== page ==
Want to read Slashdot from your mobile device? Point it at m.slashdot.org and keep reading!

 



Forgot your password?
typodupeerror

Slashdot videos: Now with more Slashdot!

  • View

  • Discuss

  • Share

We've improved Slashdot's video section; now you can view our video interviews, product close-ups and site visits with all the usual Slashdot options to comment, share, etc. No more walled garden! It's a work in progress -- we hope you'll check it out (Learn more about the recent updates).

×

Comment: Re:Their buying clout alone should end this deal. (Score 1) 105

by ilparatzo (#48982915) Attached to: Staples To Buy Office Depot For $6.3 Billion
"But, if you just need a couple packages of paper, are you really going to order that online?"

The brick and mortar stores can't stay in business because of the occasional need to pick something up like that same day, especially when there is competition from own market AND from the likes of Walmart. Most businesses, the bread and butter of their revenues, are getting deliveries in bulk. Stores like Walmart, Target and similar can often cover the one time needs of stuff that may run out. It would probably be more profitable for a place like Staples to allow you to stop by their distribution warehouse in an emergency, or just allow same-day for a premium or X number of same day "emergency" drop offs as part of a contract.

With continued competition, these stores are going to get worse and worse and they eat away at each other while both are getting needled by the mega-store chains. I'd rather have one store that is maybe more expensive (I doubt it though, given the other secondary competition they face both physical and online) and has a decent selection, then two stores that are tiny and worthless.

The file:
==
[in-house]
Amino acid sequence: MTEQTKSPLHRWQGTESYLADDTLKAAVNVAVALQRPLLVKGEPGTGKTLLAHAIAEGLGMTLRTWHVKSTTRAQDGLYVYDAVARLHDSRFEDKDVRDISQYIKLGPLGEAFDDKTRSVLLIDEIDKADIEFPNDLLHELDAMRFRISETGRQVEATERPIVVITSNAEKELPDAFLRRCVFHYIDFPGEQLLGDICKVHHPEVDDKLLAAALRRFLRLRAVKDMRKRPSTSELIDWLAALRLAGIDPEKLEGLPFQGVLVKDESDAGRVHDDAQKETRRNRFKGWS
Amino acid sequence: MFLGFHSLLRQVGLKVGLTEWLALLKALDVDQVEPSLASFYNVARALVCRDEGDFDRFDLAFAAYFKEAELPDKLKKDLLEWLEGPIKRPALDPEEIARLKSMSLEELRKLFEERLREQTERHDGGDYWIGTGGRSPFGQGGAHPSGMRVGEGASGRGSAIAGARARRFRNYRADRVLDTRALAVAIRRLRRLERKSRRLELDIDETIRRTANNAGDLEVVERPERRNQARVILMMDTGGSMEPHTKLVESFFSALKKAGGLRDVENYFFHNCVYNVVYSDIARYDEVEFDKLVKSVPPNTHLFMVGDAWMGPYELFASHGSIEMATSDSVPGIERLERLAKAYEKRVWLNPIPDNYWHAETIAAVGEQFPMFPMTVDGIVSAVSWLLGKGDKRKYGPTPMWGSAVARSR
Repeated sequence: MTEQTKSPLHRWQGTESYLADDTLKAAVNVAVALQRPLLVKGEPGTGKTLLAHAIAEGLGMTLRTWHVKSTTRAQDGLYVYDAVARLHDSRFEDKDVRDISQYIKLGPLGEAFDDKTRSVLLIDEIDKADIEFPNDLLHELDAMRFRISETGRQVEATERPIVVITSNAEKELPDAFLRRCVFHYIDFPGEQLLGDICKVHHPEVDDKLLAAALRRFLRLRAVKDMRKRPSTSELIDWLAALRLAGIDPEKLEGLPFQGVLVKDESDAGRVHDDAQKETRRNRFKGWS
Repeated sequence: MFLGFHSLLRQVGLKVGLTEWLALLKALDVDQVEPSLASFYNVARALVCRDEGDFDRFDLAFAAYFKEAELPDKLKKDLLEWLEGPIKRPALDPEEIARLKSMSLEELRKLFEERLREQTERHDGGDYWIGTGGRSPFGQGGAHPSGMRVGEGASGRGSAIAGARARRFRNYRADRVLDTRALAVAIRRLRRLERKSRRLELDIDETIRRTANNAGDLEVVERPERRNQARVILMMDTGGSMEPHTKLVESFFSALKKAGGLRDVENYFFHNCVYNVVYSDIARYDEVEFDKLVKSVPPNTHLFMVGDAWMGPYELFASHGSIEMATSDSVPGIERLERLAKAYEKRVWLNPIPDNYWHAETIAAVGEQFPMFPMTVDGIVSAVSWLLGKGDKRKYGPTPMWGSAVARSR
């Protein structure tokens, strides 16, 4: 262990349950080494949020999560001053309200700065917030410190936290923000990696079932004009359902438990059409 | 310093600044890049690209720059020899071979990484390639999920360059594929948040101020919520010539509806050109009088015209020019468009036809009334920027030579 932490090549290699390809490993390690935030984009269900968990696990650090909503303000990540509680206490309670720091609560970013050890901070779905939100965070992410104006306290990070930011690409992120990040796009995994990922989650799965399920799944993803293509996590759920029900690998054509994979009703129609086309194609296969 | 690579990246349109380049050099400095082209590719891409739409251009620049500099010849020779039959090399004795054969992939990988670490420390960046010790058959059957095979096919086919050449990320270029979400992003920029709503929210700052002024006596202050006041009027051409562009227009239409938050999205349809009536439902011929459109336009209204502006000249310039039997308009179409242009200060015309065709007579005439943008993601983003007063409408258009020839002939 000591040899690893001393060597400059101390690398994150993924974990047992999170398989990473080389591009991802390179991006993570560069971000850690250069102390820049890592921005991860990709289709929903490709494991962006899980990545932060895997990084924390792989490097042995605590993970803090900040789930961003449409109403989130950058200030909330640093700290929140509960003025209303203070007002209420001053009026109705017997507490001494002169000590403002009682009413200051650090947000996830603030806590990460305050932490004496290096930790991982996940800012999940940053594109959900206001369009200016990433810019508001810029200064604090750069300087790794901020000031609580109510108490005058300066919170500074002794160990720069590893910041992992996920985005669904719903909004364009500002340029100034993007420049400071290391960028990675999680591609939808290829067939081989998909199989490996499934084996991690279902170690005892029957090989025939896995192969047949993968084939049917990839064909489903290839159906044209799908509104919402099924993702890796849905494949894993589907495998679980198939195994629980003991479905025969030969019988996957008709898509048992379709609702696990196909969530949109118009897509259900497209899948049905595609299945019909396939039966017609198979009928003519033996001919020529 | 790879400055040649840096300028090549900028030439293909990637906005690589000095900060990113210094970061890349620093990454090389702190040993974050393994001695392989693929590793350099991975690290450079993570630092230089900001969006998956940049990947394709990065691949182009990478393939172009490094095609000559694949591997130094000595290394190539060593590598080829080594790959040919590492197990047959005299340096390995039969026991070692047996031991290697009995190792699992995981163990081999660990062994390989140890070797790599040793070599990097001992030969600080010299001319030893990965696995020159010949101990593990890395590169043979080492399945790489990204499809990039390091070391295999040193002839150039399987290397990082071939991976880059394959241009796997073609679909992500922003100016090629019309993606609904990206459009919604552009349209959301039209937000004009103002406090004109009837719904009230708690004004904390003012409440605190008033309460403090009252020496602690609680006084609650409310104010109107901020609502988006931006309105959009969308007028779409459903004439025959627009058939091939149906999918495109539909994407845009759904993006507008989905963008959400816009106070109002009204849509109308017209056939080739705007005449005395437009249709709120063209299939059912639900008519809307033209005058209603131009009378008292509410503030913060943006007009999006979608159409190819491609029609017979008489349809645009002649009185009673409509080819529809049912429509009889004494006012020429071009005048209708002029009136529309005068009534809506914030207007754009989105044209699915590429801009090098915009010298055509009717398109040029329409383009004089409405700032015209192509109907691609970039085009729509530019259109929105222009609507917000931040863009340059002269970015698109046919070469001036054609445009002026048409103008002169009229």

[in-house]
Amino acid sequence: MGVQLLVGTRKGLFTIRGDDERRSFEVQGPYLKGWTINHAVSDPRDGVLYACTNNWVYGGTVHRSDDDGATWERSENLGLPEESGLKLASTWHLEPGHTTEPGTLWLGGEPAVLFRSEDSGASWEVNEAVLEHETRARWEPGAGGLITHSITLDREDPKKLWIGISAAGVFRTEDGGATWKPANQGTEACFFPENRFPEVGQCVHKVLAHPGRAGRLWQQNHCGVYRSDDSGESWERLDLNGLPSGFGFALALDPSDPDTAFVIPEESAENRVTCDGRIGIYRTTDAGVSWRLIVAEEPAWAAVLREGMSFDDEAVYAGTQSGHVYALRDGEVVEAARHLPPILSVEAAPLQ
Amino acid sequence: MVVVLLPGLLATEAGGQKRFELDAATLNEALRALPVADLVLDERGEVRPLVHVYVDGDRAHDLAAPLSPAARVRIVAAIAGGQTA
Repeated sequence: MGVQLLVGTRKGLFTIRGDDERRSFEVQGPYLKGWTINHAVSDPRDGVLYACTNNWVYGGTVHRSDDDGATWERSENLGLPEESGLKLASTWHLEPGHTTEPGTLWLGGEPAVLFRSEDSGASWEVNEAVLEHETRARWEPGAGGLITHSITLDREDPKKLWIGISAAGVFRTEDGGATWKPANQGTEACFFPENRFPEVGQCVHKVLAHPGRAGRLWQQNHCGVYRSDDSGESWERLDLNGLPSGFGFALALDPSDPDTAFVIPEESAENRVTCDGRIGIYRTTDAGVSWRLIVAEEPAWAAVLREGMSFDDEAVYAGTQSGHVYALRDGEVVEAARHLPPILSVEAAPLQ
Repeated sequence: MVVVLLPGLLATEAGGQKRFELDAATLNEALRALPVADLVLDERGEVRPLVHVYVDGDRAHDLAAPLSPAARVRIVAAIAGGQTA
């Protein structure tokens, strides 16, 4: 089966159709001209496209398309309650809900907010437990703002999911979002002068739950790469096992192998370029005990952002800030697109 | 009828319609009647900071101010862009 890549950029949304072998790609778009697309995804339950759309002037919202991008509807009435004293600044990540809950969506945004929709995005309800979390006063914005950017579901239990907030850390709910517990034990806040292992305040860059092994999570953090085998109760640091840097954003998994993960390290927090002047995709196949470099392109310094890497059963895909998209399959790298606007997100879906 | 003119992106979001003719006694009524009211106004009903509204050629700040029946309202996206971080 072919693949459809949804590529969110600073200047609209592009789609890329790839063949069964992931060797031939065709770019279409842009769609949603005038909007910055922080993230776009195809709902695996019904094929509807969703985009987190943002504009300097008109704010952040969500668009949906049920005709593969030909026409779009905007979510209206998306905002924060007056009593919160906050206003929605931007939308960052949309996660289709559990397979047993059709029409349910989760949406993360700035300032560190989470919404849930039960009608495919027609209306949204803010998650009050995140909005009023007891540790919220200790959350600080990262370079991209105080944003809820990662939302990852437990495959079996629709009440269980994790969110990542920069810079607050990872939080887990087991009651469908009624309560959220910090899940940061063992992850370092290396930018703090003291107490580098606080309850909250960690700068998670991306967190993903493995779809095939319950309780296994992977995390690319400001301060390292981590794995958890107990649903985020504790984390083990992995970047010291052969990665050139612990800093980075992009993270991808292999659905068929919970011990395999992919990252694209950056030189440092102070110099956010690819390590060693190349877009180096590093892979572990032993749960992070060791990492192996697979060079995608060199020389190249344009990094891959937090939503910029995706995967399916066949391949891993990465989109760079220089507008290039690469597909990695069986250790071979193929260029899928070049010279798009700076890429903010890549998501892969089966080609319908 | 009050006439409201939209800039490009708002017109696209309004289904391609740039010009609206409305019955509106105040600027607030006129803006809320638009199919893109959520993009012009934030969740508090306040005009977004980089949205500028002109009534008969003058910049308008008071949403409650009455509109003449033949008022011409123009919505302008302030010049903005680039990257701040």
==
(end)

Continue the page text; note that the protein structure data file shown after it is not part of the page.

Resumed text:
Comment: Re:Ban censorship, except the stuff that offends m (Score 1) 228

by ilparatzo (#48924479) Attached to: Facebook Censoring Images of the Prophet Muhammad In Turkey
"Facebook and other social networking services put their resources into tagging content (religiously offensive, sexually explicit, drug use and other types of content that users often find unpleasant)"

This is an excellent idea. The problem is though that it's not that people don't want to see it themselves. They simply don't want it to exist at all where others might see it. Or the argument used with pornography, "where are innocent youth might stumble upon it".

So although yes, this is a great idea and would help keep offensive things from being seen by those who don't want to see them, it misses a major portion of that group which is offended. It's not that they don't want to see it, it's that they don't want it to exist. And just like with pornography or homosexuality in the United States, I'm sure it's not just the crazy fanatics that think this way, it's many of the middle of the road types as well. It's wrong. They don't want to just not see it. They want it to be gone entirely.